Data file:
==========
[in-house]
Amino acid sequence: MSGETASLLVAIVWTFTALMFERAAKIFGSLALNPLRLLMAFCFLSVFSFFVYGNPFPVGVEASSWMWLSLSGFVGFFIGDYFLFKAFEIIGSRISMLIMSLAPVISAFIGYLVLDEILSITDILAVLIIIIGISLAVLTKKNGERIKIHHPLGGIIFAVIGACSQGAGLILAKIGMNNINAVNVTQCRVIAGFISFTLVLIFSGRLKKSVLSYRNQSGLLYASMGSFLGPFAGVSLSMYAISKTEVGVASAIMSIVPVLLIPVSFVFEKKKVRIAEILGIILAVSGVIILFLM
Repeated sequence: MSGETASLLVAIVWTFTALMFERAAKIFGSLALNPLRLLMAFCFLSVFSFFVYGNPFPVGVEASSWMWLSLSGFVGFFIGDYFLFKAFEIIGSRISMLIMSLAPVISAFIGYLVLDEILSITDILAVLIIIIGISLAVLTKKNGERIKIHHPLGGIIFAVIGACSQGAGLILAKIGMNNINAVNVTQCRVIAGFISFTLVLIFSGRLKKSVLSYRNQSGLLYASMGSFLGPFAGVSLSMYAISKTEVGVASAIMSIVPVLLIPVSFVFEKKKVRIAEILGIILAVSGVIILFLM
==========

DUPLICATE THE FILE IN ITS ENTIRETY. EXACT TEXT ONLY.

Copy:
[in-house]
Amino acid sequence: MSGETASLLVAIVWTFTALMFERAAKIFGSLALNPLRLLMAFCFLSVFSFFVYGNPFPVGVEASSWMWLSLSGFVGFFIGDYFLFKAFEIIGSRISMLIMSLAPVISAFIGYLVLDEILSITDILAVLIIIIGISLAVLTKKNGERIKIHHPLGGIIFAVIGACSQGAGLILAKIGMNNINAVNVTQCRVIAGFISFTLVLIFSGRLKKSVLSYRNQSGLLYASMGSFLGPFAGVSLSMYAISKTEVGVASAIMSIVPVLLIPVSFVFEKKKVRIAEILGIILAVSGVIILFLM
Repeated sequence: MSGETASLLVAIVWTFTALMFERAAKIFGSLALNPLRLLMAFCFLSVFSFFVYGNPFPVGVEASSWMWLSLSGFVGFFIGDYFLFKAFEIIGSRISMLIMSLAPVISAFIGYLVLDEILSITDILAVLIIIIGISLAVLTKKNGERIKIHHPLGGIIFAVIGACSQGAGLILAKIGMNNINAVNVTQCRVIAGFISFTLVLIFSGRLKKSVLSYRNQSGLLYASMGSFLGPFAGVSLSMYAISKTEVGVASAIMSIVPVLLIPVSFVFEKKKVRIAEILGIILAVSGVIILFLM